ll put it into practice in different ways but like everything else that we've been bringing to you the frameworks the big idea of the big promise you get to make it your own and it's important that you do so we're going to start with structural contrast now very often when you're giving a speech you are not the on ly person speaking. There will be people who speak before you or people who speak after you. You can create contrast right then and there. If you're there and aware of who's performing before you, then it's beautiful to come in with a very different energy, then you may have been preceded by, but within within your own content very simple, specific example of that. If you go online, teo youtube and you search michael port, coldwell banker two thousand fourteen thirteen I was giving a keynote and they had done a number of panels before my keynote, and the audience had been sitting a long time, and I could see that they were low energy and the panel's before that were very low energy. So the way that I that I prepared the speech to start wass very intimated, conversational, but I saw that we needed contrast, so I came out with a who a very, very big opening, and we were in lincoln center, so it was thousands of people, so I had a huge and I had them do these games calling response from different sections, and it picked everybody up, so I knew I had to create some contrast and I to change what I had planned on doing because of the energy in the room. So one way to create some contrast within your structure is to tell stories and then give content or curriculum and then use a story it will all tie into your through line as we talked about earlier but we listen differently to stories than we do too structured modular sequential any of that kind of content uh and he will bring out you'll see different qualities in you when we talked about the different rules that you play, you may find that when you're talking about content that you'll be going through here is this module and here is this module but when you tell a story still authentically you and without the storyteller voice you, it will bring out a different, uh, physicality and you may be a different use of your voice but even just the structure in and of itself between content and story catches people's ears I'v been working recently with a man on a speech in every time he pops into a story it's like he just starts to shine so we're looking at how do we bring more stories in and still have there be enough content knowing that the storytelling is his strength? It's where he feels most at ease another way to bring in variation within the structure is to mess with the timeline, so if let's say I'm telling a story about uh so I wass once engaged that wedding never happened I was actually engaged another time and that one did but if I'm telling the story of it I can go to the beginning of the story I was once engaged to the end of the story that wedding never happened and I could then go back you can know the end of a story and then proceed to have the whole story happen sequentially from there you can mess with the timeline or she could start with so I was dating this guy named so and so not going there and the first time that we ever went out we went to hear what's really amazing is this romantic start to build it up build it up and oh my god that love affair and this and then we got engaged but then it ends with but that didn't work out cancel that wedding six weeks before it happened right so you just you flipped it we flipped it so in some way it keeps the audience on their toes because they're going oh well what's gonna happen next or how do we get there andrew stanton is uh an executive at pixar and he introduces this idea of giving the audience too and they give you two so if a great movie in his cases for great speech great presentation is total for you give to they give tio if you get four they don't do any work and they just sort of sit back and maybe they take some stuff and maybe they don't if you give them one they've gotta do way too much work and they can't can't get it so you're trying to find the balance you give them to you gotta work for it there's no such thing as a free lunch you gotta work for your meal here but it's got to be balanced and some of the most exciting stories are the ones where you don't know what's coming next because if you're watching an action movie and you go I know he's going to go do this that buried it it's not exciting they lost you but what's gonna happen next so that's that's what you're trying to do with structural contrast so another example is but we're going back to the jill bolte taylor speech she says early on in her presentation I had a stroke and I was reduced to the state of an infant I didn't know my name what my job was I couldn't speak I couldn't read and yet here's this woman up on talking to you and very articulate and so right away you start going okay how did she get from there to here? And so were engaged in that way another way to vary up the structure of it is tow something that michael does so exquisitely he will instruct the audience to do something but then you have to do it there's variation right there because you're not just listeningto us speak you have to actually get involved you have to actually do the things so and that that there's delivery contrast to which will grow into a man and that is part of delivered contrast. But this particular example is demonstrating content contrast structural contrast you're actually producing some content actually in the presentation you're doing some work which is contrast ing me either telling you a story or telling you hear of the four things you need to know so we're creating more contrast were contrast, the more on edge people will be we're going to give you video examples of these different concepts that were introducing so you can see them which of course is contrast e so let's go ahead then can you bring up clip number one for us so some of you will have to turn to see the screen behind you those of you at home you have to tell you too you're going to get into groups of four and you're gonna have three minutes to take as many pictures of each other as you possibly can in as many of the poses that you saw in the video and if you have ideas for other intimate poses, go for it and during the three minutes you're going to hear music, you're also going to see a slideshow of the poses from the video to inspire you okay, so there you go that's nice so let's go ahead to the next one bandits video too yeah, so you won't need to know that there's music playing behind all of this but this is people getting up and doing exactly what michael instructed and having a blast to doing it now the other piece of contrast that was added in here you heard michael make reference to it there was a video that they watched and then he gave them instruction and then they actually did the thing, so of course you see delivery contrast again we're going to talk about that in a minute, but their structural contrast here too they are creating content. They're taking pictures of each other they're gonna have these pictures. Thank you, ben. So let's go through all of them and then we'll go through the video. Okay, so the next major category is delivery contrast and this is the place that that for me anyway feels really, really juicy because you can have you can have delivery contrast in let's say the video and the talking uh michael has also used with great success auditory using sound whether it's music or other things which will show you in a minute which video so delivery contrast is could be it's the thing that I you look a first contact of course a cz we said you look content contrast as you're producing it as you're creating it, but in rehearsals where you're looking for delivery contrast you're looking at how many different ways kind deliver this material so that there is lots of contrast, okay, I'm going to show a video now I'm going to tell them a story sitting on the edge of the stage, but now I'm going to teach them a number of things, but I'm going to get up on the table and do it from out there then now I'm gonna have each one of them say something, I'm going to go into the audience and I'm gonna go back up on stage and I'm gonna lie down, you see, now I'm gonna move, so these are all different ways of delivering but there's lots of contrast and you you build it into a presentation, you design it, you rehearse it, but when you've been doing this for a long time, you start teo feeling sure to find opportunities for it in the moment. But of course, the things that need to be built into it are things like videos or doing those kind of interactive exercises because you have to know exactly how all of that's going to go you need to stand on a table, you make sure that it's a table that will support you're going to go into the audience need to make sure that you could get back on stage because you jump off a stage that is really, really big you might have to run all the way around back to the door to get there may not actually be steps going down that does happen you gonna go backstage around all those you find yourself stuck down there so these are things that need to take into account before you do that. So those are the big things that you would find in rehearsal but even smaller things like where the moments that you really use your voice and then you go in for one specific little point that's a delivery contract that's a delivery country because it sounds different here it different there's a there's a there's there's the physical contrast there's the movement lots of movement and then still this will show you a video to represent that also and then just to put the term out there blocking it's a term you should all be familiar with it's a theater term and what it simply means is the staging so to give you a little bit of structure here we call this I'm out of my light up stage and we call this downstage and that simply has to do with the fact that in the olden days this stage was actually what they call raked it was on a slant it wasn't flat like this every stage was on a on a rake so that you could be seen rather than the audience being on a rake which is how it is normally okay that was flat audience with a rate stage which is very interesting for ankles as a performer especially in high heels but so we had upstage and downstage and then we have stage left which is the performer's left stage right is the performer's give you an example here sit down for one second give me an example when I do book yourself solid I put the foundation over here there are four building blocks one is here ones over here ones over here and the ones over here okay so there's no talking and then I put the second module over here I put the third module over here and put the fourth module over there. Now if I have a stage like this I have tio make some adjustments because I'm not going to put the whole thing all sixteen building blocks from stage left to stage right and this is house right and house left from your perspective that's right and that's left but from our perspective that's left and that's right so I'll need teo change it up I need to adjust it and I need to make sure before I come in here that the lights are set so that I can use the whole stage in a way that I want. So now I'm creating all this contrast just through the blocking, where I anchor different ideas. No, not everybody blocks a speech. We were watching one just the other day where he was, the speaker was placed right center stage and he did not move for twenty minutes and he was fascinating. He was great. He was fascinating again, it's, that you have opportunities to break the rules. But it is more a typical to really use the stage. No, yes, this's not blocking. So there was a time when I was giving this speech and when I gave the speech I thought I was blocking out the speech, but actually I was doing was just wandering around. That's, not blocking blocking is intentional staged movement that lot wonder like you just made it up in the moment. Do you see how that works? That's the key. So there are moments where where michael will be doing something really big and that he'll come right down to the edge of the stage and we'll talk to you all, and it will feel very personal and very intimate. And then he'll go right back up into something up here and it may look like oh, he just he just needed to talk to me but it's intentional is just that he's very, very good and you can be too and making it seem that spontaneous that I messed this stuff up all the time just because we're going to use examples of things that I do that work here doesn't mean that what I do always works the worst thing about teaching performance is that everybody goes so when you're great you get no credit at one stage they're off he doesn't know what he's doing, you know? So that's the problem with it all of a sudden you start getting self conscious about everything you do where you put your head you know, that's that's the price of you know of admission so to speak ok? So then so we've already covered structural contrast and we've covered delivery con a test not every element of each one because that's, what comes up in the creative process there are these are the four types of delivery contrast and these are the doesn't work like that with the creative process what's great in rehearsal is as you're working to go okay, what can we do differently here and you'll start to feel it as you get more adept at rehearsing, you'll start to feel like wow, I've really been I've been in the same zone for a little while now how am I going to shake this up? You'll start to sense when it's getting way send you here are the four delivery contrast protocols, then you'd get stuck in those you think those are the four and all of a sudden you would no longer have contrast, but you haven't you just doing those you have imagination that is different from ours and that's good on we want you to use your imagination and come up with with other things you will have brilliant ideas that we never would have thought off and then there's emotional contrast yes, emotional contrast courses so important, funny light, very serious and intense maybe something that's sad and really quite touching teo something that is quite shocking and confronting, so we're trying to find as much of that is possible the greatest movies that you've watched the greatest plays that you've seen the greatest concerts that you've heard, I have the most emotional contrast because they take you on this ride, a roller coaster ride one minute you're laughing and all the sudden you find yourself crying, your laughter turned into tears or your tears turned into laughter that's an extraordinary moment to create so that's what we're going for, so when we're conceiving of our material, we're trying to organize it so that it has emotional contrast so you see how the emotional contrast of course is influenced by the content contrast right the information contrast because if the if the information that you're imparting doesn't have emotional contrast in it it's very hard to produce emotional contrast and so going back to what does the world look like now and what could the world look like? Well right away start to give you some contrast here is what the perhaps the current problem is here's where it could go here's where I am challenging you to go yeah that's right you know you have delight and you have anger, delight and anger, delight and anger he's already doing vocal contrast in that tool you hear that then that's these these different types of contrast this is inherent in all great performance this is not a new concept but what's new from any of you is noticing it's starting to recognize I see why that moment worked now I get it so what you will find after this workshop is that you will see things that you hadn't seen before you'll understand why something worked and why something didn't work when you have those tools that's when you can start to really pursue master because you will then be able to put in the time in rehearsal to produce something great you're not going in blind and you're not necessarily just imitating what's been done before you one of the reasons that a lot of speeches seem the same is because people do what they think they're supposed to do because that's what people do when they give a speech just like hi I'm happy to be here or the little beginning filler part where it's just filler like so I flew in from arizona today and my arms are tired you know they're laughing because it's so bad and this is what you hear oh are you know a couple other little bits or you know whatever and and then you say okay, now let's get started but this is what people do but when you say let's get started you don't realize it already started and what happened is those flat these these five minutes were completely irrelevant to the audience so when you're doing the filler they know I can keep checking my phone oh, he said let's get started I guess I should look up now it actually starts before your bios read your bios where it starts so this is because we often see it done this way for example I would say just not using the word housekeeping ever because if you use the word housekeeping I know oh I can keep texting on my phone it just means the bathrooms or hear the thing they're well can you introduce where the bathrooms are with the registration table is in a way that feels like you're going on a journey now on the way to the bathrooms, you may see something that you've never seen before because you plant something there. Now when you're going there's gonna be a bowl on the left side, I want you to reach into that, but don't worry, there's nothing in there that's gonna, you know, frighten you or make you sick, but reach now all of a sudden, there's little treasure hunt that you've put together based on and although some people are now fascinated with all the housekeeping and they're having fun when they're having fun. So just because you hear people say housekeeping doesn't mean that that's what you should say so in that same light, very often the person who presents your bio will be saying you'll give them quite wonderful things to say about you better to have somebody else say that wonderful thing, then you if we had walked in here and said, hi, we're here to present ourselves and michael said, I've done all this tv, I've done all these voice overs, and I went down to yell on me, I haven't done this in that right? It doesn't actually get us started on, so one of the things you can consider, which create some contrast, is producing some sort of either slideshow or video that matches your bio. Because often the person is reading your bio has no interest in reading your bio there a sponsor for the event and they're out there because they want to pitch their thing and then they go after either by also omar is the bubble on about a bad about and the message on that just destroy it and then you gotta get on stage and who's that what has he done but they need to know your bona fides before you get up there so what one of things I often do I don't always do it one of things I often do if I feel that this person may mangle the speech is I say to them, look here I mean magalie bio here's the bio you need to read it word for word because I have a slide show that's going to be moving while you're reading the bio and it's going to match the words that you say so it needs to go in the exact order so I need you to rehearse this bio and I'm gonna work on it with you because otherwise they're going to get the book names wrong you know they're going to a book beyond solid instead of you know I mean they're just going to get them wrong so when it says michael porter's, the new york times best selling author of five books he says that picture of me appears sitting on my books yeah, you're gonna just above above but he's been on all these, uh, the's tv programs in these channels, all of a sudden you start to see pictures of me on those things. So now I'm creating some contrast. There wasn't a bio like that all day long, unlikely. And so it also helps make sure that the information gets across that you need to get across, and then when he comes in, he provides even more contrast because he's humble he doesn't come in going like, yeah, that's me, you know, actually what I did, what I often do it like they often do this at the beginning of aa book yourself solid specifically not think the revolution but I lost often say guys lean in for a second career. No, no. Lena does everyone leave except a secret today? How do you know how my lead to curse? Just one know how much b s exists in any one particular field or industry that I wait? B b because everything comes in threes. How many books are written about it right now? That's? Not what you must, but my job I was gonna say no account. The number of books written about it. I was saying, everyone goes, ah huh, and I've written five. So what does that tell you? So I could do something self effacing after the bios written, and I said, look, but here's the thing. So my promises to you was no b s. I don't think that any one way to do anything, I'll share my view of the world with you, hopefully who, you know, and so it creates a little contrast from what you just saw in the bio. This guy's done all these things, he's on all these lists. He's, you got contrast.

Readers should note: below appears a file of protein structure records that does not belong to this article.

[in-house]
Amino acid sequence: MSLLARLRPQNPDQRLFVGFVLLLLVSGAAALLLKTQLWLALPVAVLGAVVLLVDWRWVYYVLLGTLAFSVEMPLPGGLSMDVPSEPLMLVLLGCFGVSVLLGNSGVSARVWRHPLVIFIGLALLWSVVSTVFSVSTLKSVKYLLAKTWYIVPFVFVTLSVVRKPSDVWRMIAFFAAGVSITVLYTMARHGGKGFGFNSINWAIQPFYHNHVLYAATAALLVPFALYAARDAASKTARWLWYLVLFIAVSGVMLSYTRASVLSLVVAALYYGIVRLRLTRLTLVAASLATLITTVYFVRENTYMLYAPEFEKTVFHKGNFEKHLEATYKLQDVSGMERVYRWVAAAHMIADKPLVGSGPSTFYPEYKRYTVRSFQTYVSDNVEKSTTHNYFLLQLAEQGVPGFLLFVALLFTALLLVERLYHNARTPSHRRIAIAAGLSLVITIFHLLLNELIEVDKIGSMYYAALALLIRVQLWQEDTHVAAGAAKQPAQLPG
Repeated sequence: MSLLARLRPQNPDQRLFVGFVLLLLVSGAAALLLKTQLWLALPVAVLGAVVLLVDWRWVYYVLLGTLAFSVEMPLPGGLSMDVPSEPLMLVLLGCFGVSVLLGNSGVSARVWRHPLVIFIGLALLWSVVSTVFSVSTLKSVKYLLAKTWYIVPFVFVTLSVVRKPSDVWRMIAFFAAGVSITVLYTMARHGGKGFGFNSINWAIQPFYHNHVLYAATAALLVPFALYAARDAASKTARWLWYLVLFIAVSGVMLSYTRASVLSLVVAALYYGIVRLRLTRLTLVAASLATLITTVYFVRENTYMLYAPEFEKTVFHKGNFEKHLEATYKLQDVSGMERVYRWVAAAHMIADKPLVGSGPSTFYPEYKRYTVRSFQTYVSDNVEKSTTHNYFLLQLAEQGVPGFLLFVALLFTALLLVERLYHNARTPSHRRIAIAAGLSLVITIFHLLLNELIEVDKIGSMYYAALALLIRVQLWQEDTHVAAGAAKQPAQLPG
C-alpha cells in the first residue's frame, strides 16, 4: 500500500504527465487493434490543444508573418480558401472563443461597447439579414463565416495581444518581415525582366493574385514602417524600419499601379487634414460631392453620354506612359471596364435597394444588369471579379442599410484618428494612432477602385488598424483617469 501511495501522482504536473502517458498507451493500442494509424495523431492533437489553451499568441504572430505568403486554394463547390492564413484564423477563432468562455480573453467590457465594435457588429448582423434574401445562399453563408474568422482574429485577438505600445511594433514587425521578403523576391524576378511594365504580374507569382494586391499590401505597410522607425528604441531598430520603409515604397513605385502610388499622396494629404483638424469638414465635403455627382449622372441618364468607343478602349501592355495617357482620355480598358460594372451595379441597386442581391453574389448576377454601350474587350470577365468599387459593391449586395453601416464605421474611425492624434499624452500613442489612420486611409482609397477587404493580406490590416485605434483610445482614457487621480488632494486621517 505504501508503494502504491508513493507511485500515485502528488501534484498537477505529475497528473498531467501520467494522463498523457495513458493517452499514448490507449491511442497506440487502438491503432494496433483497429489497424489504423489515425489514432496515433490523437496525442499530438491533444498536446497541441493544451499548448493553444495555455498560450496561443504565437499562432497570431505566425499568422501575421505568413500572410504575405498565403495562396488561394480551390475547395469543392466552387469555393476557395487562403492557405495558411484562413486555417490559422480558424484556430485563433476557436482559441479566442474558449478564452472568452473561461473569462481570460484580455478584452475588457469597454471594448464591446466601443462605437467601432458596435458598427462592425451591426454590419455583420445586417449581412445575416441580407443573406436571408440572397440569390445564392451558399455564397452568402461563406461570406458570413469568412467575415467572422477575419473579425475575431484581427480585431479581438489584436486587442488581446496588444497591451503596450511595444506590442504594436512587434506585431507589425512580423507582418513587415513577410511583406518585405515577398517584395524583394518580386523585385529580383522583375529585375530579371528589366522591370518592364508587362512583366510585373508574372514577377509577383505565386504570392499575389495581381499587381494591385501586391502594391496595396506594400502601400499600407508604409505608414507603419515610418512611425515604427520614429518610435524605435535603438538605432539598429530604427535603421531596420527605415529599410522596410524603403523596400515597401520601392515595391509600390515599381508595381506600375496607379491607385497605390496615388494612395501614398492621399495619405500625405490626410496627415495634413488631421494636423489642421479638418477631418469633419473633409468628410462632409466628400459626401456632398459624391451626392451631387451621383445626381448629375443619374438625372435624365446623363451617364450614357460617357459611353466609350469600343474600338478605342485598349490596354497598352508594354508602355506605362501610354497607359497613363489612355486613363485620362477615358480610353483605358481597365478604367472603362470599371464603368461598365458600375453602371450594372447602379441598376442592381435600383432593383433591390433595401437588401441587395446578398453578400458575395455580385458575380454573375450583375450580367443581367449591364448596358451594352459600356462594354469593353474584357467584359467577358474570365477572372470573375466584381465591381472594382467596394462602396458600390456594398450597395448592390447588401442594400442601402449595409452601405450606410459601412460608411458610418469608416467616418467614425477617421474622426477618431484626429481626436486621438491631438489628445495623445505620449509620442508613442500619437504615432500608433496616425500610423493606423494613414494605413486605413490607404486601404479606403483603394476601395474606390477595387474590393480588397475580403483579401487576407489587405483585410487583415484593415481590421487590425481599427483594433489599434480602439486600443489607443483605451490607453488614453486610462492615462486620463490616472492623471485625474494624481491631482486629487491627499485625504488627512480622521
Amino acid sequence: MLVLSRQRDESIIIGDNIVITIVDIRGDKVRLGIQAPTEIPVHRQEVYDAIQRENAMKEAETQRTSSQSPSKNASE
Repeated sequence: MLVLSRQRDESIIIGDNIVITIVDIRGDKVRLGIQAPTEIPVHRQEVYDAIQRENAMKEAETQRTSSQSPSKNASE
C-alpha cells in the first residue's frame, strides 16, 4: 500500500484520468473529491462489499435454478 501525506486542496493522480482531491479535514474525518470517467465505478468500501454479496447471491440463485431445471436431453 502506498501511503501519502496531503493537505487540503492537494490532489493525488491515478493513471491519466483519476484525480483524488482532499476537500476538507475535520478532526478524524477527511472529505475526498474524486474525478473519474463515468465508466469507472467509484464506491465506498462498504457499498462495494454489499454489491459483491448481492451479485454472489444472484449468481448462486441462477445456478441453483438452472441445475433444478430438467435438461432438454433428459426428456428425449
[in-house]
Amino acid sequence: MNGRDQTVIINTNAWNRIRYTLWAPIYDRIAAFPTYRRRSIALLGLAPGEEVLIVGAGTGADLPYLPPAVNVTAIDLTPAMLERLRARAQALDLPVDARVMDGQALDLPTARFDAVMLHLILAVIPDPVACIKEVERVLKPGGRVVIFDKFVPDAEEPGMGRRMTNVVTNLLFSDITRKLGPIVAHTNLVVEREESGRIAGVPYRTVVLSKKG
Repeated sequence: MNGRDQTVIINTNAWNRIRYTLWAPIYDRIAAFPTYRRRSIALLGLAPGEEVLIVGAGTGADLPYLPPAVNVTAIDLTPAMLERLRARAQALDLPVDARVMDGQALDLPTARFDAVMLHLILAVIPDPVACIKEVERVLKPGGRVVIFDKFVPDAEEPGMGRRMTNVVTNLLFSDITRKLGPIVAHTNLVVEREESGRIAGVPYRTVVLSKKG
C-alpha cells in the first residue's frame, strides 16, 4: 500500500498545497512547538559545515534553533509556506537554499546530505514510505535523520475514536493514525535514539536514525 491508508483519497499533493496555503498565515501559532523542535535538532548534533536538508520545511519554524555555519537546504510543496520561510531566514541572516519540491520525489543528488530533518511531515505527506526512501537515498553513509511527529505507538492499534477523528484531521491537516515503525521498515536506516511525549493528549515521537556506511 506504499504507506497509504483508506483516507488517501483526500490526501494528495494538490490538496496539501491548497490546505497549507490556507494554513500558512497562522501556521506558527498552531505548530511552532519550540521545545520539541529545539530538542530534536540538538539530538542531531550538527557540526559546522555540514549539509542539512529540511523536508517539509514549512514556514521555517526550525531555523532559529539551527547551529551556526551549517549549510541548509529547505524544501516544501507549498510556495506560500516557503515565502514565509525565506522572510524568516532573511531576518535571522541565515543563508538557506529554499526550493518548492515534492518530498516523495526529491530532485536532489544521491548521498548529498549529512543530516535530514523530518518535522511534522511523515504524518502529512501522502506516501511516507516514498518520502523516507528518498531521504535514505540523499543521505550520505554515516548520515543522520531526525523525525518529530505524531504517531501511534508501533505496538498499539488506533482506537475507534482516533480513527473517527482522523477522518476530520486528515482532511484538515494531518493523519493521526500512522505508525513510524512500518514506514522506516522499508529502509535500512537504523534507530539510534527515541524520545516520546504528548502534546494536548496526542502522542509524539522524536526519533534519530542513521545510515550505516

Ratings and Reviews
What a great class! An incredible amount of content shared in a fun, engaging way. Michael Port is a gift. I attended his Book Yourself Solid Immersion via telecourse and was impressed. However, seeing him on video adds layers of instruction that will benefit me not only in public speaking, but in other aspects of my business and life as well. Amy Mead really lazers in on specific improvements that get big results. Thanks to all for an outstanding class.
Wow.. When I first stumbled across Michaels videos I thought “this guy is almost TOO good.” The free information was so helpful that I rationalized with myself that I didn't have to sign up for the course, at least not right away. Eventually after my procrastination period I bought the class and was pleasantly reassured of my purchase. The content inside was just as valuable and fun! Not only that, watching the transformations of the students as they practiced their speeches was simply amazing. Michael and Amy work great with each other and have put together a top notch experience with Heroic Public Speaking.
Awesome course. I follow Michael Port and his BYS system and I was pleased to see he is sharing also his professional acting experience/tips to help us creating and delivering public speeches. This course is different from what you find on the market: both Amy and Michael are professional trained actors and they share lots of insiders tips (contrast, blocking, the importance of storytelling, rehearsing, etc). A true gem and great course. I hope they will do more with creative live in the future. this course (like the BYS) is highly recommended.